There are no easy answers. But some key considerations should be as follows:

Investments: In prior years putting more money into investments, particularly in periods of low loan demand (as is forecast by many for 2013), has been a strategy to buoy earning asset levels. Technically this option exists today. However, the risk/return trade-off--given the low level of rates and tight spreads--has made even those investment structures that have always been safe not so safe.

For example, 10 year and 15 year mortgage-backed securities have been in the "always safe" bucket. These securities are currently yielding roughly 0.50% and 1.20%, with average lives of roughly 4 years and 6 years, respectively. (Thank the Fed's QE "Infinity"  program for that.)

The low yield may already raise eyebrows. But consider the impact of an up 300 shock on these assets; at some point, rates will go up and they may go up fairly quickly. These same securities could see market values sink below book by roughly 12% and 18%, respectively. This is an area where prudence, as well as the specter of Basel III, should be considered when deciding to ramp up these strategies.

Many bankers got pretty queasy back in 2006/2007 when 4% yielding MBS payments slowed and market value sagged. How will you feel with lower yields and a further decline in market values? Good thing to keep all apprised of in 2013, as avoiding all investment replacement in 2013 is not an option for most.

The point is that those who are anticipating a good deal of help for the bottom line from the investment portfolio might want to think again before putting such plans in action.

Lending: Maintaining and/or growing loans is critical for survival.

If you are concerned about interest rate risk and exposure to rising rates when rates start to rise, this is even more essential.

Longer-term residential whole loans of 15 years and even 30 years have a far better risk/return profile than investments, as outlined above. But in addition to buy-or-sell strategies in mortgage lending, bankers have been--and will likely continue to be--faced with decisions to make loans on the commercial side at rates lower than ever before and sometimes for terms much longer than the industry has ever done before.

This is scary, and again, makes many continue to struggle with the balance between prudent interest rate risk management, profitability, and loan pricing integrity.

Personally, in my previous life as a banker, I think our institution made maybe five loans on the commercial side with re-pricing or fixed terms beyond five years. The risk of holding to this old standard will likely cause banks to lose business and maybe risk seeing loan portfolios shrink.

This does not mean banks can be imprudent in pricing these long-term loans nor do can they forget about interest rate risk. This will require an understanding of the bank's interest rate risk position and tolerance--and knowing that the position is accurately measured--and the strategies you will use  to offset your institution's growing exposure to rising rates, which will happen someday. 

The stakes are quite high. And the cost of inaction is even costlier.

Deposits: Temporary and Core:  This is another area where it appears regulators and bankers alike are focusing more and more.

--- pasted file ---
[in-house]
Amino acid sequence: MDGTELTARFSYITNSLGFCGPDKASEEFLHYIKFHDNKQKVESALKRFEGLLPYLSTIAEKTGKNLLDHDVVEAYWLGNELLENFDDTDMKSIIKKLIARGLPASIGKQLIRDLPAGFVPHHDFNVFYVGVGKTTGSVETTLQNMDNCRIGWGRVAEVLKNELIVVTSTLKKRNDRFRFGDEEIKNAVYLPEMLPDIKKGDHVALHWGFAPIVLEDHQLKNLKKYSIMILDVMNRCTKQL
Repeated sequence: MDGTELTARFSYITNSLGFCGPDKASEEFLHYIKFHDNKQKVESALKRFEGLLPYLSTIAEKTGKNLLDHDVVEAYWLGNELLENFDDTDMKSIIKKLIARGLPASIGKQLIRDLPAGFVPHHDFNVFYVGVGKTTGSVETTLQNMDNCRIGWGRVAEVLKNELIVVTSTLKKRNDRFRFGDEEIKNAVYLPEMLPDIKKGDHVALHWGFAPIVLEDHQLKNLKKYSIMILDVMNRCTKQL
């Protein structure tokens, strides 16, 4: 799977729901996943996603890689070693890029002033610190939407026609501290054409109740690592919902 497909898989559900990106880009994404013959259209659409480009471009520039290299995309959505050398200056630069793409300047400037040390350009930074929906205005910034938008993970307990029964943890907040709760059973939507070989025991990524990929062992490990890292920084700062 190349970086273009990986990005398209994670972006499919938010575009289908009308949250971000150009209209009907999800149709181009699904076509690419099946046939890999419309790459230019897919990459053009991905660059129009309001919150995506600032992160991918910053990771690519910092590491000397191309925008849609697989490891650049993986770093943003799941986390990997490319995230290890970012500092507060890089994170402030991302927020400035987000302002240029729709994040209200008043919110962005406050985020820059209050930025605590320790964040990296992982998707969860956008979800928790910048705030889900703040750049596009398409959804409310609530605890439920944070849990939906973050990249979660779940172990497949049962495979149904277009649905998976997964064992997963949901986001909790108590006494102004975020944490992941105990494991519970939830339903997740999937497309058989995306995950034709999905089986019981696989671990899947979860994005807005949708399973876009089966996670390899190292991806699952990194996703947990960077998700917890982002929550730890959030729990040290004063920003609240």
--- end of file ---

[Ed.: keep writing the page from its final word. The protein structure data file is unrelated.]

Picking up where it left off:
A big part of understanding your interest rate risk position and the balance sheet's inherent capacity for term loans is understanding which of your deposits are core and which are likely temporary.

Most institutions have seen non-maturity deposits grow over the past few years. But many also know that a decent portion of this growth may, in fact, be a function of the low-rate environment. For example, former CD special customers currently sit in NOW or money market accounts. Likewise, businesses frequently remain cash-laden due to a more cautious approach to business expansion than normal.

Knowing these balances, as well as the loyalty of this deposit base, is crucial to evaluating your risk.

We have seen a great number of requests coming from banks in this regard (many without regulatory pressure). Again, we see the importance of risk measurement, as well as having highly-efficient and effective ALCO processes that are crucial to managing the risks in our business.

The stakes have never been higher.

Looking forward

Community banks that liked 2012 will love 2013.

Keeping a watchful eye (if you are not an active participant) on changes in the regulatory arena is prudent for all. However, at this time, making sweeping changes to your business strategy or profile may likely be the wrong answer.

Choices to replace current loans or grow them are somewhat limited and often do not bear pricing or terms to which banks are accustomed. Unless your shareholders are willing to live with what could be materially lower earnings, it would appear that getting a handle on your competitive market pricing and structures for good credits is in order.

At the same time, an even better investment of your time and money, if not done already, is making sure that your measurement and management systems are in place and performing at a high level of accuracy for interest rate risk, non-maturity deposit stability and  capital planning.

2013 will be challenging enough without Basel III. Banks need to remain proactive and prepared and part of that means having up-to-date and reliable radar.

About the author

Robert Lallo has an extensive 25-year background in community banking. Prior to joining Darling Consulting Group, he served as executive vice president and CFO for a publicly traded savings bank as well as several years as an audit manager at a worldwide public accounting firm.

ALCO Beat

ALCO Beat articles featured exclusively on ABABJ.com are written by the asset-liability management experts at Darling Consulting Group. Individual authors' credentials appear with their articles. DCG's consultants have served the banking industry for more than 30 years. You can read more about the firm's history here.